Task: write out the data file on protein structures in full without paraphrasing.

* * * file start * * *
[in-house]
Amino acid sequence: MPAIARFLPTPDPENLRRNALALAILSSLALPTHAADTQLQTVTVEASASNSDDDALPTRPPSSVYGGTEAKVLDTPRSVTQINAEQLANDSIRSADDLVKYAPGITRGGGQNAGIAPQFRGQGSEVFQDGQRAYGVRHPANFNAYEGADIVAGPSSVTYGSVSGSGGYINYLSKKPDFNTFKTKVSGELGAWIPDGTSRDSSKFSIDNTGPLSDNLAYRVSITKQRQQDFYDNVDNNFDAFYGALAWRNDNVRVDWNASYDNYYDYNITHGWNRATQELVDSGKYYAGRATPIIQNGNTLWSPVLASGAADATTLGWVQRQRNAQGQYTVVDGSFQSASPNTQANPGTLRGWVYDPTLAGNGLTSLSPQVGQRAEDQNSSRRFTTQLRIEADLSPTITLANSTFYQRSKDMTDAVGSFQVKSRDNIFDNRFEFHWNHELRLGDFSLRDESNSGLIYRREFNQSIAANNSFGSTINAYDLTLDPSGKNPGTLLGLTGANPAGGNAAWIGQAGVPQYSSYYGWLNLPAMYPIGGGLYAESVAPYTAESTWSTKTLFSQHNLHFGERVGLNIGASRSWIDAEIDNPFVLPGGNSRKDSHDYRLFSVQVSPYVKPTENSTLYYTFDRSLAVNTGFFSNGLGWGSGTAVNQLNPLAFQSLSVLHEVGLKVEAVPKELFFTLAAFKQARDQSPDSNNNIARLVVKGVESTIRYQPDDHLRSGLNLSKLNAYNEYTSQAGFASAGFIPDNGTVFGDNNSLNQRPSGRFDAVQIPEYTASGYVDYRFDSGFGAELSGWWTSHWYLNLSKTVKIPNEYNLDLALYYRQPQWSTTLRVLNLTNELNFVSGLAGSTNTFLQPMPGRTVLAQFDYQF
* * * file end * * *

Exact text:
[in-house]
Amino acid sequence: MPAIARFLPTPDPENLRRNALALAILSSLALPTHAADTQLQTVTVEASASNSDDDALPTRPPSSVYGGTEAKVLDTPRSVTQINAEQLANDSIRSADDLVKYAPGITRGGGQNAGIAPQFRGQGSEVFQDGQRAYGVRHPANFNAYEGADIVAGPSSVTYGSVSGSGGYINYLSKKPDFNTFKTKVSGELGAWIPDGTSRDSSKFSIDNTGPLSDNLAYRVSITKQRQQDFYDNVDNNFDAFYGALAWRNDNVRVDWNASYDNYYDYNITHGWNRATQELVDSGKYYAGRATPIIQNGNTLWSPVLASGAADATTLGWVQRQRNAQGQYTVVDGSFQSASPNTQANPGTLRGWVYDPTLAGNGLTSLSPQVGQRAEDQNSSRRFTTQLRIEADLSPTITLANSTFYQRSKDMTDAVGSFQVKSRDNIFDNRFEFHWNHELRLGDFSLRDESNSGLIYRREFNQSIAANNSFGSTINAYDLTLDPSGKNPGTLLGLTGANPAGGNAAWIGQAGVPQYSSYYGWLNLPAMYPIGGGLYAESVAPYTAESTWSTKTLFSQHNLHFGERVGLNIGASRSWIDAEIDNPFVLPGGNSRKDSHDYRLFSVQVSPYVKPTENSTLYYTFDRSLAVNTGFFSNGLGWGSGTAVNQLNPLAFQSLSVLHEVGLKVEAVPKELFFTLAAFKQARDQSPDSNNNIARLVVKGVESTIRYQPDDHLRSGLNLSKLNAYNEYTSQAGFASAGFIPDNGTVFGDNNSLNQRPSGRFDAVQIPEYTASGYVDYRFDSGFGAELSGWWTSHWYLNLSKTVKIPNEYNLDLALYYRQPQWSTTLRVLNLTNELNFVSGLAGSTNTFLQPMPGRTVLAQFDYQF